A trial run was carried out by the CEV (French flight test center), with Jean Sarrail as the principal pilot, and under the direction of Jean Sarrail the test engineer. Unfortunately, following a technical failure, this trial run was ended with the destruction of the one of the 010, and with its pilot seriously wounded. The following year, it was Yvan Littolff who was also seriously wounded, in an other accident, which resulted in the destruction of the second 010. Jean Gonord having ended his test pilot career, it was Jean Sarrail who continued the tests.

The flights continued on the 016, which was then joined by two new much larger planes: the Leduc 021s. Sarrail and Littolff shared the test flights on these two airplanes, which relegated the 016 to the Museum in 1953. The two Leduc 021s totaled 385 flights, including 248 releases in free flights. Once again, other test flights took place at the CEV in 1955, shortly before the presentation at Le Bourget airshow. The CEV test pilot was Bernard Witt, with test engineers André Bourra for the airframe, and especially Charles Bourgarel for the propulsion portion of this "flying engine".

It is interesting to note that, in addition to the originality of their propulsion system, the Leduc airplanes were the basis of numerous innovations. Among them, the use of one of the first turbines produced in France, used to drive the instruments, the supply of energy, the jettisoning of the cabin, the hydraulic servos, and the wings milled in the mass acting as integral structural tank.

The two 021s completed their career when the Leduc 022 accomplished its first flights, in December of 1956. It was equipped with a centrally mounted turbojet, which enabled it to take off and fly on its own power, without the assistance of a transporter airplane. It totaled 141 flights during the following year, until a taxiing incident caused damages to the fuselage.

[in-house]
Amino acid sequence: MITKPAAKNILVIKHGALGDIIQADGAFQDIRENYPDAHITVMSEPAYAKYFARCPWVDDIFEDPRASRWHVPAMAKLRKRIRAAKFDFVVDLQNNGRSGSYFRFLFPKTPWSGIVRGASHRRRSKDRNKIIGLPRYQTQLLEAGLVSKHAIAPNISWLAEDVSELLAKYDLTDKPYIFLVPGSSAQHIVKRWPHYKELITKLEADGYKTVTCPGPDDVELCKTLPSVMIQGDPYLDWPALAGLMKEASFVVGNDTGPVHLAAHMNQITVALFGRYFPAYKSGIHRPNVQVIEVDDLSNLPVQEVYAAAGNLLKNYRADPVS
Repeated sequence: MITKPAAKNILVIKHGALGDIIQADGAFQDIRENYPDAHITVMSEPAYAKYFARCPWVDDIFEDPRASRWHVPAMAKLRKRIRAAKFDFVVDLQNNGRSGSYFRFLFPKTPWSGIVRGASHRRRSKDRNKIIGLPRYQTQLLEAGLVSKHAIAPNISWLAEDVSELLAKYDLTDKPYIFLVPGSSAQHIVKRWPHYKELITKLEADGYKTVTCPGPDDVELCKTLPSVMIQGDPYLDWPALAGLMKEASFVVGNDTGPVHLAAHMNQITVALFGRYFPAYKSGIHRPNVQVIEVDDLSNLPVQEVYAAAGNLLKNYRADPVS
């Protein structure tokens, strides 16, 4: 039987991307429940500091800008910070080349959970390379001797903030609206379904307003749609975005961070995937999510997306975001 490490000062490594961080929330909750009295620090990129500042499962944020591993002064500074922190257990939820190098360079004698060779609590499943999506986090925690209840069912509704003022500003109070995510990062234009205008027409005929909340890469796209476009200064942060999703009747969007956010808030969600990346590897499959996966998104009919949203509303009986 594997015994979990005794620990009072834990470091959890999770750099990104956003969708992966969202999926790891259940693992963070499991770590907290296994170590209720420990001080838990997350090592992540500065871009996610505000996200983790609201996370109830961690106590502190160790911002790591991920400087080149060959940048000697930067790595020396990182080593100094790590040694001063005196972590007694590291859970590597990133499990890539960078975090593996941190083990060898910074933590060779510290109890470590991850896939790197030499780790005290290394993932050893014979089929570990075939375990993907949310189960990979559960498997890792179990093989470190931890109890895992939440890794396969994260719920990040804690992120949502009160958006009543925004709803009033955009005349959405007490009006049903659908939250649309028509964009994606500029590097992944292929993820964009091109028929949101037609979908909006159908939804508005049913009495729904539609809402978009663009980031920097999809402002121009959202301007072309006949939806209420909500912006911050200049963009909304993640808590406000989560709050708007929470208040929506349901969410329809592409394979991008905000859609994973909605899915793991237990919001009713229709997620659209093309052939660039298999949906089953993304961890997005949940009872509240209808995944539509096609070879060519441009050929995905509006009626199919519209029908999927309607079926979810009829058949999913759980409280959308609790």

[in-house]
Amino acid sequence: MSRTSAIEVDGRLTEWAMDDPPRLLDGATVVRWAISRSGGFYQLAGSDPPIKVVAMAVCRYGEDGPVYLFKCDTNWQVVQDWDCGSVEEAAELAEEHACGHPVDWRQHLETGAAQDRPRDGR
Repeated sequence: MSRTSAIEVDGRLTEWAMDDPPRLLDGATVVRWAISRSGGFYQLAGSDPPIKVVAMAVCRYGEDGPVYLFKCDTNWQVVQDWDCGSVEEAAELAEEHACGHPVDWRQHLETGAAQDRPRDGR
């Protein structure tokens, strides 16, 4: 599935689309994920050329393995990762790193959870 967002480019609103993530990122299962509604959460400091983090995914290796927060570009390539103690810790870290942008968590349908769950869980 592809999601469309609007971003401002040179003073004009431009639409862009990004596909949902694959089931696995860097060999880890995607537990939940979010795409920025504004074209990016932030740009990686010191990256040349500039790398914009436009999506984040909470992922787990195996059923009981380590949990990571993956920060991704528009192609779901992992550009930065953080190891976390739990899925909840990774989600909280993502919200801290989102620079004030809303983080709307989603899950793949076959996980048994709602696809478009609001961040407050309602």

Meanwhile, the progress made by the turbojet engines equipped with afterburners, and France budgetary difficulties during the period of crisis in the Algerian war, it signaled the end for the prototypes in process of development during this period (Trident, Gerfaut, Durandal, Baroudeur, Griffon, Leduc...).

The tests were definitively cancelled in 1958, and Rene Leduc was constrained to give up his work as an aircraft manufacturer. Despite a massive personnel layoff, and very reduced activities, René Leduc's company still exists, and it is now located in Azerailles, in the Meurthe-et-Moselle region (east of France), where it manufactures hydraulic components.

Aérostories, 2001

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The Leduc 010-01 atop the Languedoc 31 (F-BCUT). This system permitted to observe the proper functioning of the engine at altitude during the composite flights before the free flights.

SHAA                                       Clic

The Leduc 010-02 in Istres. Sweptback wings, Karmann fairing.  Conceived in 1938, this aircraft was truly advanced.   Clic

The 53rd  composite flight of the Leduc 010-01 took place for a brief public presentation at the Orly Airshow on the 11th of June 1950.

Keystone.                    Clic

August 17 1953: second airdrop of the Leduc 021 Nbr 01 releasing from its Languedoc transporter.

Photo M. Dufay.                    Clic

Brétigny 1953: front view of the Leduc 021. This photo shows the contrast of this aircraft with the others of the era.

Aline Leduc document.                      Clic

Test pilot Yvan Littolff in the "glass ring" cockpit of Leduc 021. René Leduc took great care with all the details of his aircraft.

Keystone                   Clic

The two Leduc 021 prototypes were presented to the public at Le Bourget in 1955.

Document Dassault               Clic

The Leduc 022, the last of the Leduc series on December 26th 1956 just before its first flight. As its rival the Griffon, it was powered by a combined turbo-ramjet engine. The wing sweepback of the 022 was more pronounced that its predecessors.

Photo J. Descroix                Clic